Free Speech, Academic Freedom, and First Amendment Rights of College Faculty
April 18, 2011
The Huffington Post
College faculty and First Amendment advocates are heralding a recent legal decision supporting the First Amendment rights of college faculty. Many see it as a major victory for freedom of speech and academic freedom in higher education.
A careful reading of the decision, however, shows that it does not protect academic freedom. The decision does protect faculty speech but only when that speech falls outside the scope of the faculty member's academic duties.
The decision (Adams v. Trustees of the University of North Carolina-Wilmington) is thus fully consistent with many others indicating that, as I explained in an earlier post, the First Amendment no longer protects academic freedom. The decision may be the best that fans of the First Amendment could have hoped for, given the dismal state of First Amendment law in this area, but we must recognize its severe limitations.
Michael S. Adams is a tenured associate professor of criminology at the University of North Carolina-Wilmington (UNCW) who was denied promotion to full professor. He brought suit in federal court arguing, among other things, that the denial violated his First Amendment right to free speech because it was based on objections to the views expressed in his writings and appearances as a conservative Christian columnist and commentator.
UNCW argued that because Adams had referenced aspects of his public speech in his promotion materials as evidence of "service," the speech in question was part of his academic work and thus not protected by the First Amendment. It relied on Garcetti v. Ceballos (2006), in which the Supreme Court ruled that public employees are not protected by the First Amendment when they speak in connection with their jobs.
In the absence of any legitimate First Amendment (or other) claim, UNCW argued there was no need for the case even to go to trial and requested a summary judgment in its favor. The judge granted that request.
Adams appealed the summary judgment with the support of the Alliance Defense Fund, the American Association of University Professors, the Foundation for Individual Rights in Education, and the Thomas Jefferson Center for the Protection of Free Expression. On April 6 the Fourth Circuit Court of Appeals reversed with respect to Adams' First Amendment claim, ruling that the First Amendment did apply to the speech in question and so the case must go to trial.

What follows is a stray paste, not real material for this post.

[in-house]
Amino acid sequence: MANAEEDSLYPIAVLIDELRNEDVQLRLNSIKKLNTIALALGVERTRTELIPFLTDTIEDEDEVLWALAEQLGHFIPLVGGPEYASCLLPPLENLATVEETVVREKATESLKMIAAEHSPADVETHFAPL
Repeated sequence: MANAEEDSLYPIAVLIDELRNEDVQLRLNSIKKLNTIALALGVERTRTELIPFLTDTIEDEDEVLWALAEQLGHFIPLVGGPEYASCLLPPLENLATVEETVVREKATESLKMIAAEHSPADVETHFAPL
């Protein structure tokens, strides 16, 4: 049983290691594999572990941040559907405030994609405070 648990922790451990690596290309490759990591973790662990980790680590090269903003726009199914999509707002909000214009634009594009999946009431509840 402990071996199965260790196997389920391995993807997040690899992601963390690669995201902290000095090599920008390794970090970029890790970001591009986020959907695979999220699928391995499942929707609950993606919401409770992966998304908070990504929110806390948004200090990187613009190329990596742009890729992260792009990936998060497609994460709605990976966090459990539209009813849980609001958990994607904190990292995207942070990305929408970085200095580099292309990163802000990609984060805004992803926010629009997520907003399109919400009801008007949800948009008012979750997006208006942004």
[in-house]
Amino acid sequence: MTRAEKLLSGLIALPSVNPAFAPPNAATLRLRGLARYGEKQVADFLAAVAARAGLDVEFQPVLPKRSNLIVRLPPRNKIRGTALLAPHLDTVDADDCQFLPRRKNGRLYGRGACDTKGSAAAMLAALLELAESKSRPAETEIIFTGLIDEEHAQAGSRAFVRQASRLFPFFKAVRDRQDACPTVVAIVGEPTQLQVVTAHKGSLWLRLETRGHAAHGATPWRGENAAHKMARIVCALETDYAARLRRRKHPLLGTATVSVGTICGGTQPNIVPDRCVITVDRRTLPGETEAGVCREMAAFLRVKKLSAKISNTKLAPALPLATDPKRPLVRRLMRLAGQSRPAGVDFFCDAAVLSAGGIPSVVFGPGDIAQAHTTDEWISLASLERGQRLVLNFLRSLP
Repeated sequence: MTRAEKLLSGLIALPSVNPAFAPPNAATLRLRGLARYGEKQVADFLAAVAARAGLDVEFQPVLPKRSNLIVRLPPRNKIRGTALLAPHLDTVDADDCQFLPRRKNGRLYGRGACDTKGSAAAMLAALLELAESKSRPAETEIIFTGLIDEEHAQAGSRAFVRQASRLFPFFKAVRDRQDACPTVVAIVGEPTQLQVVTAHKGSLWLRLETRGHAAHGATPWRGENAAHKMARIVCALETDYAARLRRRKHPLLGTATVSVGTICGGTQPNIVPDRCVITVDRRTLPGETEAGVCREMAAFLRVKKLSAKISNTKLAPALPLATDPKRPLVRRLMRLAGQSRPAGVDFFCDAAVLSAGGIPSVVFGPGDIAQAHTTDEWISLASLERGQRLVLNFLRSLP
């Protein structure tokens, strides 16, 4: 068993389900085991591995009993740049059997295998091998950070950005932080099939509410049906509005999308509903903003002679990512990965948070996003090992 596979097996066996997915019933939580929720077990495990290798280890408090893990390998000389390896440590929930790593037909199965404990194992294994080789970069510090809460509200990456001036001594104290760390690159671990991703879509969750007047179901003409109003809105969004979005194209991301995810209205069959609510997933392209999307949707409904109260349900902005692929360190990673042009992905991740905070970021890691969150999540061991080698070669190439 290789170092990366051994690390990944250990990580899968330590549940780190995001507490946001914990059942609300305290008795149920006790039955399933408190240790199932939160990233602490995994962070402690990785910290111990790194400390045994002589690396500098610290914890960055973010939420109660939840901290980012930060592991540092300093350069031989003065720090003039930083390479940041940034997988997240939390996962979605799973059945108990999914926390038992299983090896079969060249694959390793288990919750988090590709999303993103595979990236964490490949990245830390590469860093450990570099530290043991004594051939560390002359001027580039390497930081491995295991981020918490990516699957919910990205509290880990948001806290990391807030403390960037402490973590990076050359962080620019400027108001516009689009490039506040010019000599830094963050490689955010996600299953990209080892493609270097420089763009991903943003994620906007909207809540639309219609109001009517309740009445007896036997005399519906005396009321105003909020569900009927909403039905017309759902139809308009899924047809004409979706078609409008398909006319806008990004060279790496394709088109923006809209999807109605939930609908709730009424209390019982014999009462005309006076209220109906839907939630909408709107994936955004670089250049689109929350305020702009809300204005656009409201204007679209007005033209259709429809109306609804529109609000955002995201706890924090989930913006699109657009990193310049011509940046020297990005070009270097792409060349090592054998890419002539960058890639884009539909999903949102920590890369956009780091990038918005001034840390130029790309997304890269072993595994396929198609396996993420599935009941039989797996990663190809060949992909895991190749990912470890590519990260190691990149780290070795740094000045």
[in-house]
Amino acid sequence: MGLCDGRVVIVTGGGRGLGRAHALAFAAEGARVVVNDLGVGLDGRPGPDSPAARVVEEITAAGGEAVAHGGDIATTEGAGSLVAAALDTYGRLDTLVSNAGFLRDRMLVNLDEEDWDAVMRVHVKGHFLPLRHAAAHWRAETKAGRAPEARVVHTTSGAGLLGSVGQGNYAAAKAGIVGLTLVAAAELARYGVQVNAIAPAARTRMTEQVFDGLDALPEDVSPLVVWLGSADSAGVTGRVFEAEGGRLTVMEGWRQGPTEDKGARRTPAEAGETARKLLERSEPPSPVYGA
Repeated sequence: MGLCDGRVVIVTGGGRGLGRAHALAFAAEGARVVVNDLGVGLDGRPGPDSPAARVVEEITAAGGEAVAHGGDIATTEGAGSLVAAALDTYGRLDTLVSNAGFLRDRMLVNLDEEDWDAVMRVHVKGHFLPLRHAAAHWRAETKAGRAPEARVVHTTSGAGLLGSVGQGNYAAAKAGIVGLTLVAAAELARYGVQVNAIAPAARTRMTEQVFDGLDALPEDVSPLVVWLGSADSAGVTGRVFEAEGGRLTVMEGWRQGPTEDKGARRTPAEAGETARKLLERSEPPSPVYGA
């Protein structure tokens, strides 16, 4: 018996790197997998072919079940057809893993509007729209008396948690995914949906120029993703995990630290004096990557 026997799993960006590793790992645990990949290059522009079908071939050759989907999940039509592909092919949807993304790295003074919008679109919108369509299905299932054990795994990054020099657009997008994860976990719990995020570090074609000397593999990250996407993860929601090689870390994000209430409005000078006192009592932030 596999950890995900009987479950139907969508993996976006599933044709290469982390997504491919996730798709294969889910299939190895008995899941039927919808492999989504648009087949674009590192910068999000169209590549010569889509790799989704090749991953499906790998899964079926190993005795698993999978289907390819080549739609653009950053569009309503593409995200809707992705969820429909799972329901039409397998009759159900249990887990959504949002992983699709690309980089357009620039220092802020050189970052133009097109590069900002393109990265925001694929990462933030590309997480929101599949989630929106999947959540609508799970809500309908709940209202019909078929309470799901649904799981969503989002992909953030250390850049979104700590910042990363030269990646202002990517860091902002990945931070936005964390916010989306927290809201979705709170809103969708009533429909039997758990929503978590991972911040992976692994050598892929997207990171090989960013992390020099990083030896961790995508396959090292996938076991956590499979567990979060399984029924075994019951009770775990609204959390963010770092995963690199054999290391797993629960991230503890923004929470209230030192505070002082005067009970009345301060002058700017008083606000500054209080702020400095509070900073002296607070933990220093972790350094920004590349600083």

Why did the First Amendment apply? The Fourth Circuit ruled that Adams' speech was protected by the First Amendment because it was public speech. Disagreeing with the district court, it concluded that the subsequent references to this speech in the promotion file did not undermine its protected status. The speech remained sufficiently distinct from Adams' academic work to retain First Amendment protection.
In the words of the court, Adams' speech was protected by the First Amendment because it "was intended for and directed at a national or international audience on issues of public importance unrelated to any of Adams' assigned teaching duties at UNCW or any other terms of his employment." Furthermore, "none of Adams' speech was undertaken at the direction of UNCW, paid for by UNCW, or had any direct application to his UNCW duties."
Had the issue been academic freedom, the relation of Adams' speech to his academic work would have been equally relevant but with opposite effect. Speech is protected by norms of academic freedom precisely to the extent that it is part of one's academic work. It is protected by the First Amendment, according to recent decisions including this one, only to the extent that it is not.
We should be pleased that the Fourth Circuit has supported, at least for faculty, a somewhat more expansive view than other courts of what counts as public speech and is thus protected by the First Amendment. But we should not be lulled into complacency about the state of academic freedom. At the academic core of teaching and research, intellectual freedom is no longer protected by the First Amendment. If we value it, we must find other ways to defend it.